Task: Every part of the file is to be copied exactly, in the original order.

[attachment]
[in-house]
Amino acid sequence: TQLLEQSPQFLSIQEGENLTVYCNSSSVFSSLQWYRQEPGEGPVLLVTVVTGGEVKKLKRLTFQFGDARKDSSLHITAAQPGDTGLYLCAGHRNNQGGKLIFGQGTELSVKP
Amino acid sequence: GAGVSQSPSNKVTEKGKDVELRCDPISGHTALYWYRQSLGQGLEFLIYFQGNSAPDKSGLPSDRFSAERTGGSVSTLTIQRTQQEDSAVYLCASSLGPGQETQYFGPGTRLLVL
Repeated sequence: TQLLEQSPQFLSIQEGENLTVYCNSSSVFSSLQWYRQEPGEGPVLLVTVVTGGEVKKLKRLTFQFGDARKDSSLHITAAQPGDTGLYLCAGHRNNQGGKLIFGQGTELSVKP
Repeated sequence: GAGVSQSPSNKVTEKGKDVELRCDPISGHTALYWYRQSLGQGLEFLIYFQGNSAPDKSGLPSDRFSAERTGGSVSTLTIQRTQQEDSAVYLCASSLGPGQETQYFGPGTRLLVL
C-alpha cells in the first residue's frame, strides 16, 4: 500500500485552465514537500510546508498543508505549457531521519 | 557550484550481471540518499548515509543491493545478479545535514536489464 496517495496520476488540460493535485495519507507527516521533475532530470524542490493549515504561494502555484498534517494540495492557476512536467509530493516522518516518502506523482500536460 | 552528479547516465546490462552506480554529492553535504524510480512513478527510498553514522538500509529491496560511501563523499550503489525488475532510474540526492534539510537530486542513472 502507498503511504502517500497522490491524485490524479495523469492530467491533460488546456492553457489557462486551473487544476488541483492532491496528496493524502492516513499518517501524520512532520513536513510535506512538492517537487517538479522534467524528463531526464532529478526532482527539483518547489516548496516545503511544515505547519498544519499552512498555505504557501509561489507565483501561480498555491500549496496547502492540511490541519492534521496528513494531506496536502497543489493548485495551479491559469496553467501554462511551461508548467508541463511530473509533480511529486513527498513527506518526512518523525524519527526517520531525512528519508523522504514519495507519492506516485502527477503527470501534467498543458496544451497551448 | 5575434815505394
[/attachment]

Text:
[in-house]
Amino acid sequence: TQLLEQSPQFLSIQEGENLTVYCNSSSVFSSLQWYRQEPGEGPVLLVTVVTGGEVKKLKRLTFQFGDARKDSSLHITAAQPGDTGLYLCAGHRNNQGGKLIFGQGTELSVKP
Amino acid sequence: GAGVSQSPSNKVTEKGKDVELRCDPISGHTALYWYRQSLGQGLEFLIYFQGNSAPDKSGLPSDRFSAERTGGSVSTLTIQRTQQEDSAVYLCASSLGPGQETQYFGPGTRLLVL
Repeated sequence: TQLLEQSPQFLSIQEGENLTVYCNSSSVFSSLQWYRQEPGEGPVLLVTVVTGGEVKKLKRLTFQFGDARKDSSLHITAAQPGDTGLYLCAGHRNNQGGKLIFGQGTELSVKP
Repeated sequence: GAGVSQSPSNKVTEKGKDVELRCDPISGHTALYWYRQSLGQGLEFLIYFQGNSAPDKSGLPSDRFSAERTGGSVSTLTIQRTQQEDSAVYLCASSLGPGQETQYFGPGTRLLVL
C-alpha cells in the first residue's frame, strides 16, 4: 500500500485552465514537500510546508498543508505549457531521519 | 557550484550481471540518499548515509543491493545478479545535514536489464 496517495496520476488540460493535485495519507507527516521533475532530470524542490493549515504561494502555484498534517494540495492557476512536467509530493516522518516518502506523482500536460 | 552528479547516465546490462552506480554529492553535504524510480512513478527510498553514522538500509529491496560511501563523499550503489525488475532510474540526492534539510537530486542513472 502507498503511504502517500497522490491524485490524479495523469492530467491533460488546456492553457489557462486551473487544476488541483492532491496528496493524502492516513499518517501524520512532520513536513510535506512538492517537487517538479522534467524528463531526464532529478526532482527539483518547489516548496516545503511544515505547519498544519499552512498555505504557501509561489507565483501561480498555491500549496496547502492540511490541519492534521496528513494531506496536502497543489493548485495551479491559469496553467501554462511551461508548467508541463511530473509533480511529486513527498513527506518526512518523525524519527526517520531525512528519508523522504514519495507519492506516485502527477503527470501534467498543458496544451497551448 | 5575434815505394